Howard first came to awareness of the comic book reading audience in an issue of Man-Thing, but eventually got his own comic book. Created by Steve Gerber, the character had many adventures and eventually, George Lucas, creator of Star Wars, latched on to the series and became infatuated with the idea of making a movie of the character.
Although initially it was going to be an animated character (apparently along the same lines as Who Framed Roger Rabbit?, which had live action people interacting with animated characters), this idea was eventually shelved in favor of having animatronic ducks as well as actors in duck suits. (The reason, as stated in a DVD featurette, was that the time limits prevented the animated idea, because the studio wanted a summer release, and animation would have required a couple of years of production).
Howard the Duck was a box-office bomb, in the extreme. It barely made back it's budget. This despite the fact that it had George Lucas' name attached to it. Critics, to a man, panned it. And it wasn't accepted by movie audiences very well at the time, either. Although some audience members loved it, others didn't get the concept. Surely most of it was due to the story line, because Lea Thompson and Jeffrey Jones are great in it. It also features an early performance by Tim Robbins, who was nominated for a Razzie for his performance. But I disagree with the Razzie committee. I think Robbins is a hoot in it.
Like Xanadu, history has been kind to Howard the Duck in the ensuing years. Yes it is considered one of the worst movies of all time, but it has it's share of devotees who really enjoy it.
Howard the Duck (1986):
There is life in the universe beyond that of Earth. But not all life takes on a humanoid appearance. A long long time ago in a galaxy far far away life on a planet evolved not from apes, but from ducks. On Duckworld, Howard (played by Ed Gale, among others, and voiced by Chip Zien) comes home from a long day at work. While relaxing in his recliner he is drawn into a vortex which eventually deposits him in Cleveland.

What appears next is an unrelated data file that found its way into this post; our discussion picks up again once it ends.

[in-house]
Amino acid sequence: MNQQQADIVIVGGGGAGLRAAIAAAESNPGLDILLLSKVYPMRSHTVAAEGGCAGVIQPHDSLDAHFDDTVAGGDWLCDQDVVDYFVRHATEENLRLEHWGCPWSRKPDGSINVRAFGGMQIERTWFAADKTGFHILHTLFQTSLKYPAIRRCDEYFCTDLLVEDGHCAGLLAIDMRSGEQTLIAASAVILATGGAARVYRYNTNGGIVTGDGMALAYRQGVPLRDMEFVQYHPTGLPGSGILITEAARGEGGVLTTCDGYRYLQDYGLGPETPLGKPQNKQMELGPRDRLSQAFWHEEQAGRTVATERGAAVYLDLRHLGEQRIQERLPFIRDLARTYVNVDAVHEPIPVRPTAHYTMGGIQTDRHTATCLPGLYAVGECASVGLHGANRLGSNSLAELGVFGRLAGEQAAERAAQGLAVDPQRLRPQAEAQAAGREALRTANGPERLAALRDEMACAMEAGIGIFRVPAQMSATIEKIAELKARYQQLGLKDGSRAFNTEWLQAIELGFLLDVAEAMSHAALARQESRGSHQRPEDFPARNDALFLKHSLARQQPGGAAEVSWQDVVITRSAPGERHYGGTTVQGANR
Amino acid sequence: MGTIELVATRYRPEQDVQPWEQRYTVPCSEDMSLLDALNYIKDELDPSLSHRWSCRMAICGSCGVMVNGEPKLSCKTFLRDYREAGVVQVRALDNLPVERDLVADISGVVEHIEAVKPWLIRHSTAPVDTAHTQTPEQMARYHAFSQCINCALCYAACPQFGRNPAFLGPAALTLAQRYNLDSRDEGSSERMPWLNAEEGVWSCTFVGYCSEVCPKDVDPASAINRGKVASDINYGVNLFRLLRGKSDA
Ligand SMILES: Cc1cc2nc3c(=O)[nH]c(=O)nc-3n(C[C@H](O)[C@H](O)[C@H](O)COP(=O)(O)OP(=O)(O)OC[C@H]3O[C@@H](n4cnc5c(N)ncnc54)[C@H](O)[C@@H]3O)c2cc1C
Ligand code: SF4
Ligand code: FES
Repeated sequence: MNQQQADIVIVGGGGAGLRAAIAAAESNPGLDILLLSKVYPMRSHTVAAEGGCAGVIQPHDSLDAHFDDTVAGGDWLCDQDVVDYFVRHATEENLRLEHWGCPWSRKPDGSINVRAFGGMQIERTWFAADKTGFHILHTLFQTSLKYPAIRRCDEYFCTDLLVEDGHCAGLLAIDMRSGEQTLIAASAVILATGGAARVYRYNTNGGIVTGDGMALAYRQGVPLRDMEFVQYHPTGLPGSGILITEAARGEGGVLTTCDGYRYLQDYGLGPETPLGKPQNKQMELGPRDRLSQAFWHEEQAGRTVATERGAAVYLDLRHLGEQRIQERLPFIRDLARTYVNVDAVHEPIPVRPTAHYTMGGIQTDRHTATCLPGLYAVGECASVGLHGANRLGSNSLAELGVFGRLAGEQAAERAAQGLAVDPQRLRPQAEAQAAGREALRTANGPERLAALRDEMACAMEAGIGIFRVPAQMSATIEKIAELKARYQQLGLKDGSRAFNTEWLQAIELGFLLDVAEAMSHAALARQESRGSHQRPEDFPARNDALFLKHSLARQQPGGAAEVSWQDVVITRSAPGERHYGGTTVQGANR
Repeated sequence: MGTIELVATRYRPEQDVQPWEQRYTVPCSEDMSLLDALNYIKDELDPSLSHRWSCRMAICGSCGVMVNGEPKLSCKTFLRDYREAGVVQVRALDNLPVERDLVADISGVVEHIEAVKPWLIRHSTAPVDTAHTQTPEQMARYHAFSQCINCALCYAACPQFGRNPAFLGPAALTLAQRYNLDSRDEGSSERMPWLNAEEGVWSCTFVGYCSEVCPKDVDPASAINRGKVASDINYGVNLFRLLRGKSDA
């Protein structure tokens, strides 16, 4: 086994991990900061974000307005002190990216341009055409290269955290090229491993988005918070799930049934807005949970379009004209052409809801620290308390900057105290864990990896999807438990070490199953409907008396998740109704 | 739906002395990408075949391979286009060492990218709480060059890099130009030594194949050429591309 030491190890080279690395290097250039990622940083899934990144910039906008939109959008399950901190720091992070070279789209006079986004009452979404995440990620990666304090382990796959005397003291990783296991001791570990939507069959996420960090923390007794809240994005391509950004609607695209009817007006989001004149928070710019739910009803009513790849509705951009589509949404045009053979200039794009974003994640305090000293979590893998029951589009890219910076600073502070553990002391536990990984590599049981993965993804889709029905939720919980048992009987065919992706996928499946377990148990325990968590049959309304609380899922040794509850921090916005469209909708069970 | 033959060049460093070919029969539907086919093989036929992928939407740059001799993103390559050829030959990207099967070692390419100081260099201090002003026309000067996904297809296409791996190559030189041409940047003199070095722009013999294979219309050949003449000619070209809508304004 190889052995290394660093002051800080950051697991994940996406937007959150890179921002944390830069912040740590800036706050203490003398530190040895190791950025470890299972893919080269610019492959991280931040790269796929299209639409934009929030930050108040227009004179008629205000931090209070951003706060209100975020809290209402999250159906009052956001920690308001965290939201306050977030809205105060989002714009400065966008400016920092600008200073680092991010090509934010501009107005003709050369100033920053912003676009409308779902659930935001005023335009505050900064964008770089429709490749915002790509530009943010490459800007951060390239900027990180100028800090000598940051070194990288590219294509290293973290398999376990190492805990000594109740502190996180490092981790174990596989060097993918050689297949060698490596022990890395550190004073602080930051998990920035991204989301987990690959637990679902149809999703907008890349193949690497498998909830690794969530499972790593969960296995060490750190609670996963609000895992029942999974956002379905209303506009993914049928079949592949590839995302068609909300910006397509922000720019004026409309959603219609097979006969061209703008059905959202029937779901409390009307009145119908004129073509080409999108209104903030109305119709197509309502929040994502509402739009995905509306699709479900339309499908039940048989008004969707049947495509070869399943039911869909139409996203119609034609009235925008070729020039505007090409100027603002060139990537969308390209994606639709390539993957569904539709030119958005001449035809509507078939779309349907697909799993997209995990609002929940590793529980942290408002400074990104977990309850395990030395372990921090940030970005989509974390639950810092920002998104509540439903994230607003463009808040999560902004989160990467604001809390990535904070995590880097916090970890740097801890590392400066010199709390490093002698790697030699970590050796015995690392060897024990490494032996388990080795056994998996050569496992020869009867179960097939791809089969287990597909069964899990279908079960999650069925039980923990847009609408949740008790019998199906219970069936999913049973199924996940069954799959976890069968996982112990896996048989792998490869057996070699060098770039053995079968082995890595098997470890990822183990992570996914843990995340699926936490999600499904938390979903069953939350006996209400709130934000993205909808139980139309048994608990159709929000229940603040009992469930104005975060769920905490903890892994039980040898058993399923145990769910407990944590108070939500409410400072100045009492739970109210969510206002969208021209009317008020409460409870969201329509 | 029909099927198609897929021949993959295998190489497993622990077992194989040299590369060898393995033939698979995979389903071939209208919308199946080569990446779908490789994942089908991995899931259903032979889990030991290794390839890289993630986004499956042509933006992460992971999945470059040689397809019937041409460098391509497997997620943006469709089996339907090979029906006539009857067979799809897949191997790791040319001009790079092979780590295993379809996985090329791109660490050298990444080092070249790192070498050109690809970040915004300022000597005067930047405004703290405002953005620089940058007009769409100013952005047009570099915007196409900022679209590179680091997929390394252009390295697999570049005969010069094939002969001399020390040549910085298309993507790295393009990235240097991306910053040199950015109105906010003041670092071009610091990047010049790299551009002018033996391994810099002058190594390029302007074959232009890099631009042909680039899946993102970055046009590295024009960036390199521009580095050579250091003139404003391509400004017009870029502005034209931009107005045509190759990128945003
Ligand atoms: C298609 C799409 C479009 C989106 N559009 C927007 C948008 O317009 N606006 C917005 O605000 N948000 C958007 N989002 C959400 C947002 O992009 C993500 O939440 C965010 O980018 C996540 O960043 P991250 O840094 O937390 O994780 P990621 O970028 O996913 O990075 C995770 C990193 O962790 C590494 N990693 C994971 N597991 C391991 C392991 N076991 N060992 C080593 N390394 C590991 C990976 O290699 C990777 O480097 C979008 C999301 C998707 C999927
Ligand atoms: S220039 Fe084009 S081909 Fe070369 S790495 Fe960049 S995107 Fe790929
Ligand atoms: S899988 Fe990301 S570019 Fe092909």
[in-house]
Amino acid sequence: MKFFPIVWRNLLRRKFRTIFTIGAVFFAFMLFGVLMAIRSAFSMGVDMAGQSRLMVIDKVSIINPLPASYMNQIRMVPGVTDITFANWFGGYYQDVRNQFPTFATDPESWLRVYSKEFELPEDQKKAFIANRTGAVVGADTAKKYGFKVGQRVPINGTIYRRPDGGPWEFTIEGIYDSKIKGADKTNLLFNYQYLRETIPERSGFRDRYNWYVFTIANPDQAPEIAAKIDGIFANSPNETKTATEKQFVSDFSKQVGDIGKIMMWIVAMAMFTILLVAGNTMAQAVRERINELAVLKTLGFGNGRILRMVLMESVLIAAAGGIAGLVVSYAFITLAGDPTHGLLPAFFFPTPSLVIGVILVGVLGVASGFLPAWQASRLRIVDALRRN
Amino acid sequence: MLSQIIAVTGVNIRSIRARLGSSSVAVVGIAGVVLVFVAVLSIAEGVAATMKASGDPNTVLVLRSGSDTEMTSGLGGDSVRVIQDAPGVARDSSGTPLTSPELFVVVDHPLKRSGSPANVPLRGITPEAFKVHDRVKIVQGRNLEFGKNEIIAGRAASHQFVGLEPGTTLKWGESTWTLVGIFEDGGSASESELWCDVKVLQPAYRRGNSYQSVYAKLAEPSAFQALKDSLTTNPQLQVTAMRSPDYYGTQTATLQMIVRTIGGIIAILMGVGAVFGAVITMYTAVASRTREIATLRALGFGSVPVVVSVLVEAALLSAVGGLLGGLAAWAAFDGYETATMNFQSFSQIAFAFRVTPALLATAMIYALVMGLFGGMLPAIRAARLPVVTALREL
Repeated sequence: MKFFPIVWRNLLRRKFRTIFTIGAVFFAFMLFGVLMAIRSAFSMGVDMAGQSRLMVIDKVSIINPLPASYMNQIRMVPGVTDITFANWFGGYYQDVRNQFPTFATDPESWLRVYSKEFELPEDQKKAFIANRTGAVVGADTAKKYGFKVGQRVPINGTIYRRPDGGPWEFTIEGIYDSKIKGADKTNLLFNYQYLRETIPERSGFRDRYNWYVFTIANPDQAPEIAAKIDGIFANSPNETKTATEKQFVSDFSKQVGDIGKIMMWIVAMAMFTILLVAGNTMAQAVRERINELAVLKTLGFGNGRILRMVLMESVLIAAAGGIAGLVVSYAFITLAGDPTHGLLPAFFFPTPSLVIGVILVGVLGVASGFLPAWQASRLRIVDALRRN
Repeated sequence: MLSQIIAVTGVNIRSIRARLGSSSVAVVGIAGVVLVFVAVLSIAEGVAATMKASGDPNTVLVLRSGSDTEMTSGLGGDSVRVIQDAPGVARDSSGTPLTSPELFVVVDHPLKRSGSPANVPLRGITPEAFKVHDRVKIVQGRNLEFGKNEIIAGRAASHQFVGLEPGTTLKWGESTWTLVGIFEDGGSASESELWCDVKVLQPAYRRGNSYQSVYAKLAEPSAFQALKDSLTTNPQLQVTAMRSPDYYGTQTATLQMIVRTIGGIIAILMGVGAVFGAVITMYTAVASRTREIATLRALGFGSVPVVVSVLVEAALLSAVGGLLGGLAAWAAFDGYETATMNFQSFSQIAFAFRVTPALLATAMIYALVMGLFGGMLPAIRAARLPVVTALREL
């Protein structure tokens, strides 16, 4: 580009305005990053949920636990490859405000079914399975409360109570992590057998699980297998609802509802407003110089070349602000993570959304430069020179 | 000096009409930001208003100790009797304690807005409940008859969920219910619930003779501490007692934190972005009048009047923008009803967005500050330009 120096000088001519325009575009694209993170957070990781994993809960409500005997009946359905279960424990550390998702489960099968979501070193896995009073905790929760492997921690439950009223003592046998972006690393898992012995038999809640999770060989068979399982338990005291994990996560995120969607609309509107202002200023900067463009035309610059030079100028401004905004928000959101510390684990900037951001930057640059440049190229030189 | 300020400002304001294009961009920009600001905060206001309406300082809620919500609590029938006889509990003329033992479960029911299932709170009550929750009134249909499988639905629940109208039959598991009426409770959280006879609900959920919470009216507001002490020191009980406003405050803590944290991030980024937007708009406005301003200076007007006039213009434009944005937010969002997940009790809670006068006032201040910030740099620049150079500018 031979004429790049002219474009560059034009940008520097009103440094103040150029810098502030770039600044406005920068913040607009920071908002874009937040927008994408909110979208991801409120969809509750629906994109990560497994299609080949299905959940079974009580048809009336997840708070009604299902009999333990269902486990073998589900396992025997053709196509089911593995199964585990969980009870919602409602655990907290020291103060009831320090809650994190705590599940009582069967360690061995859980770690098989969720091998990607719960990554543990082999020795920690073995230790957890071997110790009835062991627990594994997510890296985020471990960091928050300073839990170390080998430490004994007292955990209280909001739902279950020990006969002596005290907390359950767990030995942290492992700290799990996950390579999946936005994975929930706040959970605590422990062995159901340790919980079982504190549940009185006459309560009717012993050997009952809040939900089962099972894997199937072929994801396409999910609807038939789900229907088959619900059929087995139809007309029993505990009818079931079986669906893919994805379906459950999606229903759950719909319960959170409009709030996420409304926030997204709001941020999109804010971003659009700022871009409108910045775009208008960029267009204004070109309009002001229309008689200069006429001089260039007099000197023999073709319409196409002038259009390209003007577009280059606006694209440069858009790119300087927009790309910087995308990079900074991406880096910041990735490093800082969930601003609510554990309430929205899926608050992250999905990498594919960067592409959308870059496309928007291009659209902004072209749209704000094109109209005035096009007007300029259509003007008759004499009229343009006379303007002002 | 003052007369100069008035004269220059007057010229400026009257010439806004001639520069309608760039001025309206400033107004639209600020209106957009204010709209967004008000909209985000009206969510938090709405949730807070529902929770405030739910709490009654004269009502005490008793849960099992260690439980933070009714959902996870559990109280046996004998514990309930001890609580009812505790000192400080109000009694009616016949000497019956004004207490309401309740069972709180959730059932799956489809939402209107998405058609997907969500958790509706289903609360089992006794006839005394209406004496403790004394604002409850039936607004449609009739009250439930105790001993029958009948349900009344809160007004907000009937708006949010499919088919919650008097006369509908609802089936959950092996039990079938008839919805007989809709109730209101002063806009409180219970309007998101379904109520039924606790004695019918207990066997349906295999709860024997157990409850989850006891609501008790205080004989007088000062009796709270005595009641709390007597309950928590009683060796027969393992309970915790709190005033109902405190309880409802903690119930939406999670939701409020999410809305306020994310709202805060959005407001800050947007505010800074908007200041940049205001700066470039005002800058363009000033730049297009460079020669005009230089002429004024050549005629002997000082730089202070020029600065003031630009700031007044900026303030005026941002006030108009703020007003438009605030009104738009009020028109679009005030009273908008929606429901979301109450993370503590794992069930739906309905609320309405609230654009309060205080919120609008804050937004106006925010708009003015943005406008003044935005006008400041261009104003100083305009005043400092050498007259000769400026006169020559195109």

In Cleveland he ends up meeting Beverly Switzler (Lea Thompson), who takes him in to her apartment after he rescues her from a pair of would-be assailants. Beverly is the lead singer of a group called "Cherry Bomb", along with Ronette (Liz Sagal), K.C. (Holly Robinson) and Cat (Dominique Davalos).
Beverly takes Howard to see a friend she knows who she thinks is a scientist (but who is essentially just a dimwitted lab assistant), Phil Blumburrt (Tim Robbins). Howard is not impressed, especially since Phil seems to be on some sort of comic book wave-length, and tries to get Howard to show some sort of alien super powers he thinks Howard has.
Howard and Beverly part ways in a pique of animosity and Howard tries to find his way in his new world. But of course he is the stranger in a strange land and fails. He eventually ends back up in Beverly's world, where he uses his adeptness at "quack fu" to convince her sleazeball manager, Ginger (Tommy Swerdlow) to give up his rights to her musical career.
Phil shows back up in Howard's life with a real scientist, Dr. Jennings (Jeffrey Jones) who has a line on what happened to Howard and a plan on how to get him back to his own world.
But a mishap in the laboratory ends up drawing in a demon, called the Dark Overlord, which inhabits Dr. Jennings body and proceeds to make an effort to draw in the rest of his compadres to take over the Earth.